First, in order to be able to comply with the positive obligation to secure or ensure human rights even against violations by private actors in the overwhelming majority of situations the state will need to have control over the territory in which the victim of the violation is located. I do not dispute that there will be some cases in which such control might prove to be unnecessary, but by and large it will be. This is why it makes sense to set such control as a threshold, particularly because the meaning of ‘jurisdiction’ as control over territory is well entrenched in international practice. The threshold would thus serve an important purpose of legal clarity and predictability – states and courts would know with a fairly high degree of certainty when such positive obligations would apply and would be able to adjust their behaviour accordingly. The need for clarity should not be underestimated, and it seems to me that Yuval’s model is significantly lacking in that regard.
Second, the distinction between the positive obligation to secure or ensure human rights, which would require territorial control, and procedural and prophylactic positive obligations, which are tied to at least a substantiated allegation of a violation of a state’s negative obligations, which would be territorially unlimited, is also grounded in considerations of effectiveness. Assuming arguendo that the UK did not possess effective control under Loizidou over Southern Iraq, and hence the positive obligation to secure human rights would not have applied, it would still have been far, far more practicable for the UK to investigate alleged human rights violations by its own troops, rather than say random private murders or petty crime in Basra. Again, I do not deny that by setting the threshold some cases in which the UK could act would fall through the cracks, but that is a price worth paying, I think, for making the model clearer and more predictable – and more palatable to states. Similarly, while the Bankovic insistence on an ‘all or nothing’ application of the ECHR makes little sense with regard to negative and procedural positive obligations, which essentially require the state to regulate its own behaviour, there is a powerful argument that preserving the integrity of the human rights regime is necessary with respect to the onerous and all-encompassing obligation to institute law and order even among private actors living in a certain territory.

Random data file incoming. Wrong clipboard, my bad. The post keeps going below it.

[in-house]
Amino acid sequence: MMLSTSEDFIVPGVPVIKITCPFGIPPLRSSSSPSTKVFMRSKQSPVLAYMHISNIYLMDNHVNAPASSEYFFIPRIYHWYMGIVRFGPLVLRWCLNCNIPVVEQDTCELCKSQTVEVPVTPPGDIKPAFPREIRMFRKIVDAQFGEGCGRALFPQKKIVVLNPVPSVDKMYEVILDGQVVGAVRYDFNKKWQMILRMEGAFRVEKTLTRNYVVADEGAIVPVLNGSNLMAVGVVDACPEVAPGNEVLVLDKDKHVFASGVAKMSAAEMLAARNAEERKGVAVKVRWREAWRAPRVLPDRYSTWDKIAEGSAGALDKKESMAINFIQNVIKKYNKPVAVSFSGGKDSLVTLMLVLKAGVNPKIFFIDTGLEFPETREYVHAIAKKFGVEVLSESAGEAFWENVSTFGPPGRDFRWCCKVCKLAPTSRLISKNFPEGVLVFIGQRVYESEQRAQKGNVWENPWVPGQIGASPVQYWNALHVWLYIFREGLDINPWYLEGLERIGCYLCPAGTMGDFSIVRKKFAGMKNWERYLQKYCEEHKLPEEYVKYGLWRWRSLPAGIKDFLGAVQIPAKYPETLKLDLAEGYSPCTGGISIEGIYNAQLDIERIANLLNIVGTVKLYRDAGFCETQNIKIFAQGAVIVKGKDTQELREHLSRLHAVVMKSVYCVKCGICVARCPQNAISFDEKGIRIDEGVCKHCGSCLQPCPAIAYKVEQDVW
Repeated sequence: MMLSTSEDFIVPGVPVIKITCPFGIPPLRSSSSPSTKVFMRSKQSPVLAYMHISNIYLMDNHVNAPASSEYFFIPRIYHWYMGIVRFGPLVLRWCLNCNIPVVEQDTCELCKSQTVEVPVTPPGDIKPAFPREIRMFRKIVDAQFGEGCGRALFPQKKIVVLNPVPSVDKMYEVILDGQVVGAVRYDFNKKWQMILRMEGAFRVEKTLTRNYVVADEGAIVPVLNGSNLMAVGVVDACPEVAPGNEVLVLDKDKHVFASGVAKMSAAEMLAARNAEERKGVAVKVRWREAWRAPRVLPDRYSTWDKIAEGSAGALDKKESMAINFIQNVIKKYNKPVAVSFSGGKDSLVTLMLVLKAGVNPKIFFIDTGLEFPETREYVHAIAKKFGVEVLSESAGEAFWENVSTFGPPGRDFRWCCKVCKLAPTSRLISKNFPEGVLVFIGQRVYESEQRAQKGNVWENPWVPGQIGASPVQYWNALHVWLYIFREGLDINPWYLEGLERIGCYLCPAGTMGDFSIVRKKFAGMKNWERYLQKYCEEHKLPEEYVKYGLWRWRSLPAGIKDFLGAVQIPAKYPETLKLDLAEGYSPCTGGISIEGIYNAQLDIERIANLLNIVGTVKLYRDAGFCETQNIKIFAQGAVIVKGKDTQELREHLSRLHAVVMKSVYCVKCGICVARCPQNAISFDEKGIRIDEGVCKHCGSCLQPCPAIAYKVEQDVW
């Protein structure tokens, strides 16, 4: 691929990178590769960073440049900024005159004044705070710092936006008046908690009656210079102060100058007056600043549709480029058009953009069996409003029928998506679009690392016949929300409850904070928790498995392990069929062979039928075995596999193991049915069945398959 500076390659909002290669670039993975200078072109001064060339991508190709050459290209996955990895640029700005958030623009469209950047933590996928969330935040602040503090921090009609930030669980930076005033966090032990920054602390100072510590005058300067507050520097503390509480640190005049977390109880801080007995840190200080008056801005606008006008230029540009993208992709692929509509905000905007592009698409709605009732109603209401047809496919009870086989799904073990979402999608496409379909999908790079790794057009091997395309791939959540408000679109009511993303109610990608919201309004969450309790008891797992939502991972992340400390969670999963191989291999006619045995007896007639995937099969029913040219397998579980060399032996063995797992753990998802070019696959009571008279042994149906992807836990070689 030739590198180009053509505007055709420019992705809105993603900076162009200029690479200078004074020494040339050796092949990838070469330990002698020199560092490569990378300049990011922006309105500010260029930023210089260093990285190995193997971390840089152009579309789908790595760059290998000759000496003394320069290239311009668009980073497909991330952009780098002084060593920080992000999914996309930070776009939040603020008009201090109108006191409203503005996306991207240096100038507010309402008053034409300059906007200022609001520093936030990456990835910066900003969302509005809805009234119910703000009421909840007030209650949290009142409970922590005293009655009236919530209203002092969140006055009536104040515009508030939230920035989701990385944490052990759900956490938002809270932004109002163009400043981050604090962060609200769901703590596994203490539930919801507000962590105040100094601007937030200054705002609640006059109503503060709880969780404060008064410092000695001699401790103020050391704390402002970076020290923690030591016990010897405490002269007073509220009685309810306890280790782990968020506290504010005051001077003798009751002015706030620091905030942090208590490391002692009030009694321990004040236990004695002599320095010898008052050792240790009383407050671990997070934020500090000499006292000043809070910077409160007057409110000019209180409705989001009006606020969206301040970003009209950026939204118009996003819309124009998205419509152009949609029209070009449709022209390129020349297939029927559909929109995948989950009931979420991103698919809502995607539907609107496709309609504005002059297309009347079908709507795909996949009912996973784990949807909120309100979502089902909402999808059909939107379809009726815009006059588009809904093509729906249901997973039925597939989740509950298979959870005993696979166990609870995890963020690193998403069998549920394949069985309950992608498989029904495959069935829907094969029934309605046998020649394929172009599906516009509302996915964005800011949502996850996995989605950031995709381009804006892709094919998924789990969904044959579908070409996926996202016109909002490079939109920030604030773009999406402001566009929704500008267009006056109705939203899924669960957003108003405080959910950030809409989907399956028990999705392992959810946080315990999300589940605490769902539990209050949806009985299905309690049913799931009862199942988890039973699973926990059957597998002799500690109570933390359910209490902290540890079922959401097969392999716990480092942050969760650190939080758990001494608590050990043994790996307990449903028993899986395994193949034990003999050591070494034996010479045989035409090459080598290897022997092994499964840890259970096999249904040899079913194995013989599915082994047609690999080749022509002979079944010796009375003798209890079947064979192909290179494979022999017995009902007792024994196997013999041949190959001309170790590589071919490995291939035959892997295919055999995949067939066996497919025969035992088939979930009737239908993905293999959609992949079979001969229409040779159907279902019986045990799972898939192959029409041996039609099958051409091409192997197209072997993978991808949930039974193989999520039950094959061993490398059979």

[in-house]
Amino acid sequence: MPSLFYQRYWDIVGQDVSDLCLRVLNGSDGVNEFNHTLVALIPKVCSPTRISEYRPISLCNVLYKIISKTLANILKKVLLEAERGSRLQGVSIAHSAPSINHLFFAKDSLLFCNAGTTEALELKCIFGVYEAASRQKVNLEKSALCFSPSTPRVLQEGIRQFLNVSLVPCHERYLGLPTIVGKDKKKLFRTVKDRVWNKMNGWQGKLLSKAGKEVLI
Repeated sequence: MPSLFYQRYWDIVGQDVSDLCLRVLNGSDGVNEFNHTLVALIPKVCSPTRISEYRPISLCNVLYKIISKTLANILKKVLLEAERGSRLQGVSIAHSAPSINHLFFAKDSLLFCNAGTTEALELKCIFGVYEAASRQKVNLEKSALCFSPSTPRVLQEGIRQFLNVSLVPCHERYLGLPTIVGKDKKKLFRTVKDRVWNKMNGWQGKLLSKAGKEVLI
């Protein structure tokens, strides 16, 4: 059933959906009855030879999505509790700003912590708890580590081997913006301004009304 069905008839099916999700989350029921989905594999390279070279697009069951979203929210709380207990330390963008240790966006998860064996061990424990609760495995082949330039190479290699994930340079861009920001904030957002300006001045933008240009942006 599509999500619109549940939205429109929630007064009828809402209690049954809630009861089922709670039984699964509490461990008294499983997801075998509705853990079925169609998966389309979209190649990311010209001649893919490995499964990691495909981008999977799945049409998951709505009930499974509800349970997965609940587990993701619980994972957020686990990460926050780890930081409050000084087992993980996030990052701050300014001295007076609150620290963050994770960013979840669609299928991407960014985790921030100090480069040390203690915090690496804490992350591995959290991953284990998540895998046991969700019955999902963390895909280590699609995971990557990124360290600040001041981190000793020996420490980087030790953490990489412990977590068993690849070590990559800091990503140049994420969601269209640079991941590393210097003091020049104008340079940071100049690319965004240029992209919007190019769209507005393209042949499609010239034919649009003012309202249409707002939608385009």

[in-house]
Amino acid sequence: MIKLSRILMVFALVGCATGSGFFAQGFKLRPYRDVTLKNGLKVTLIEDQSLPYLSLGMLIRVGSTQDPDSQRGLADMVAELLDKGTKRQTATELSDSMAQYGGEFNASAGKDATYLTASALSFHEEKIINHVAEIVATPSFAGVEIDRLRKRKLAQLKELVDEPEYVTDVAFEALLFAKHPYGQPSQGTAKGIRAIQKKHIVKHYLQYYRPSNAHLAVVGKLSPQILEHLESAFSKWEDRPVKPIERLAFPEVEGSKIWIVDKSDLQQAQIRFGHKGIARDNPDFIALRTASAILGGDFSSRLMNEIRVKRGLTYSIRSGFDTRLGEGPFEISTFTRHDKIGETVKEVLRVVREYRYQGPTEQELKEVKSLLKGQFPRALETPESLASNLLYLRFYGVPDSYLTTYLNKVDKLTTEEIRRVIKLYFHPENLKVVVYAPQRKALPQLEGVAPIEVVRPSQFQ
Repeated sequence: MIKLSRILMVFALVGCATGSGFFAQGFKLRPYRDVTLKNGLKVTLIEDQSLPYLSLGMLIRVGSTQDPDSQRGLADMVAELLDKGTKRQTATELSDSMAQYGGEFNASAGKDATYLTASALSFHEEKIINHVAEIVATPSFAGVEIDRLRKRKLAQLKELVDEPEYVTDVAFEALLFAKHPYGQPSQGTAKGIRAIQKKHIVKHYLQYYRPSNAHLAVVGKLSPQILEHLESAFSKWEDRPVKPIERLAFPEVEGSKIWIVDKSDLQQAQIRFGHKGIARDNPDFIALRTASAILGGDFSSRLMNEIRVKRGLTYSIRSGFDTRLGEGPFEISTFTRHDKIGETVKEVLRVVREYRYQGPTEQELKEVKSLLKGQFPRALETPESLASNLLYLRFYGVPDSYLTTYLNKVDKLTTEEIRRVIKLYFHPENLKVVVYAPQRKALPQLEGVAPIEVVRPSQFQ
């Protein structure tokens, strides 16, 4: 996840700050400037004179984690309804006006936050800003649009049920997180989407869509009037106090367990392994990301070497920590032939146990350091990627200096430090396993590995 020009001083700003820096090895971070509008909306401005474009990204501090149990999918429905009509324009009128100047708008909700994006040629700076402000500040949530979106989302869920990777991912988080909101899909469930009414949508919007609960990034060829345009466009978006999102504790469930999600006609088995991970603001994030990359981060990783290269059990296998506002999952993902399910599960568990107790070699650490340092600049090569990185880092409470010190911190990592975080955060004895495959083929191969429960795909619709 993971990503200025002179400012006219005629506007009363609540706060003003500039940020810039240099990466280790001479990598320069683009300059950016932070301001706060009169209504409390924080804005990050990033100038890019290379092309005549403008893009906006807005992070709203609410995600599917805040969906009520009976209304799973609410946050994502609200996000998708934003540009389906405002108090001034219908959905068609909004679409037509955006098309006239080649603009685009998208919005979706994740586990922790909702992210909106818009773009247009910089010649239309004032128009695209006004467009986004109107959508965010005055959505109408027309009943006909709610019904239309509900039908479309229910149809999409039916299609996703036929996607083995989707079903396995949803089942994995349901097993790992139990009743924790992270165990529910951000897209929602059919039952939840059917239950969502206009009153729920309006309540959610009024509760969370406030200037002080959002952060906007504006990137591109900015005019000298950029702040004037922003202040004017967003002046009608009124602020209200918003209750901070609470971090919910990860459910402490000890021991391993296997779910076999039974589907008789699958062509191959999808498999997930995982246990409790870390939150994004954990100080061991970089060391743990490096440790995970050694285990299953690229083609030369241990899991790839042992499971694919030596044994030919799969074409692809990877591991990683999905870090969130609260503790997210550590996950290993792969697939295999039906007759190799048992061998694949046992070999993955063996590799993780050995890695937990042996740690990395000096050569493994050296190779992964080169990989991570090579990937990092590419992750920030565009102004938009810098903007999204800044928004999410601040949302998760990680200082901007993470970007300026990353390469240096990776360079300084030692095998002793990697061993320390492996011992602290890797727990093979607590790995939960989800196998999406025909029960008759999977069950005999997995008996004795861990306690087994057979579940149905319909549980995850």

In sum, I am certainly not enamoured with my proposed model, but still think it combines the best of both worlds, both universality and effectiveness. But I certainly may be proven to be wrong!
Finally, in response to Irini’s comment, I have one simple reason for denying that the formal entitlement of a state to exercise jurisdiction over a territory or indeed an object should ever be relevant to the territorial application of human rights treaties. Accepting that such formalities should matter when the result would be human rights-friendly would undermine the argument that they should not matter in other circumstances where states exercise power only de facto. Sure, I could live with the result of Ilascu. But I still think that the Court’s giving of some relevance to naked title over territory alone has the potential of damaging the principled – and I think practically far more important – Loizidou holding that it is control alone, lawful or unlawful, which determines the applicability of human rights treaties. I understand how this can seem quite rigid and absolutist, but it should also be understood that there can be real danger in making exceptions. And I would add to that – so what if there are rules of international law, e.g. the UNCLOS, which oblige states to exercise their jurisdiction! If they fail to do so, these are the rules that have been violated, and a framework is in place to deal with that. This does not automatically translate into a human rights problem, nor should it, in my view, have bearing on the scope of application of human rights treaties. That said, I again accept that the model I propose would not lead to a result that we find intuitively appealing in each and every case – but I also think that no such model could really exist.